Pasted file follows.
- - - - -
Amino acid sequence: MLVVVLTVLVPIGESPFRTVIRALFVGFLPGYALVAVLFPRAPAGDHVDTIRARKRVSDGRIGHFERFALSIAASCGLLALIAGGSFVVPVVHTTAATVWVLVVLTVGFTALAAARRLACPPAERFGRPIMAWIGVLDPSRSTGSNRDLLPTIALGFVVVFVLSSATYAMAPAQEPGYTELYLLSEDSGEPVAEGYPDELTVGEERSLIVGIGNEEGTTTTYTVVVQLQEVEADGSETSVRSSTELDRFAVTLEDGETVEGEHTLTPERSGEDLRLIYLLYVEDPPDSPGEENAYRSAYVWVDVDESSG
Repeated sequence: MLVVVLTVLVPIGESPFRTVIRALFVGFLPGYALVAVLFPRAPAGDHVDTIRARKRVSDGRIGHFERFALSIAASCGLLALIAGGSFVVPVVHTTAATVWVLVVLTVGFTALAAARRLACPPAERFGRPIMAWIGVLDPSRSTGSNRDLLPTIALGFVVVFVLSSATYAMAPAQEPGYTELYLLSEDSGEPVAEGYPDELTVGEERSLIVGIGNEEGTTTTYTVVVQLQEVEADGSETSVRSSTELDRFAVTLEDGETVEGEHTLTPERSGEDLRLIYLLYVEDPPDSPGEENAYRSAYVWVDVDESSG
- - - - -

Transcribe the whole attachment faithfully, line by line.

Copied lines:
Amino acid sequence: MLVVVLTVLVPIGESPFRTVIRALFVGFLPGYALVAVLFPRAPAGDHVDTIRARKRVSDGRIGHFERFALSIAASCGLLALIAGGSFVVPVVHTTAATVWVLVVLTVGFTALAAARRLACPPAERFGRPIMAWIGVLDPSRSTGSNRDLLPTIALGFVVVFVLSSATYAMAPAQEPGYTELYLLSEDSGEPVAEGYPDELTVGEERSLIVGIGNEEGTTTTYTVVVQLQEVEADGSETSVRSSTELDRFAVTLEDGETVEGEHTLTPERSGEDLRLIYLLYVEDPPDSPGEENAYRSAYVWVDVDESSG
Repeated sequence: MLVVVLTVLVPIGESPFRTVIRALFVGFLPGYALVAVLFPRAPAGDHVDTIRARKRVSDGRIGHFERFALSIAASCGLLALIAGGSFVVPVVHTTAATVWVLVVLTVGFTALAAARRLACPPAERFGRPIMAWIGVLDPSRSTGSNRDLLPTIALGFVVVFVLSSATYAMAPAQEPGYTELYLLSEDSGEPVAEGYPDELTVGEERSLIVGIGNEEGTTTTYTVVVQLQEVEADGSETSVRSSTELDRFAVTLEDGETVEGEHTLTPERSGEDLRLIYLLYVEDPPDSPGEENAYRSAYVWVDVDESSG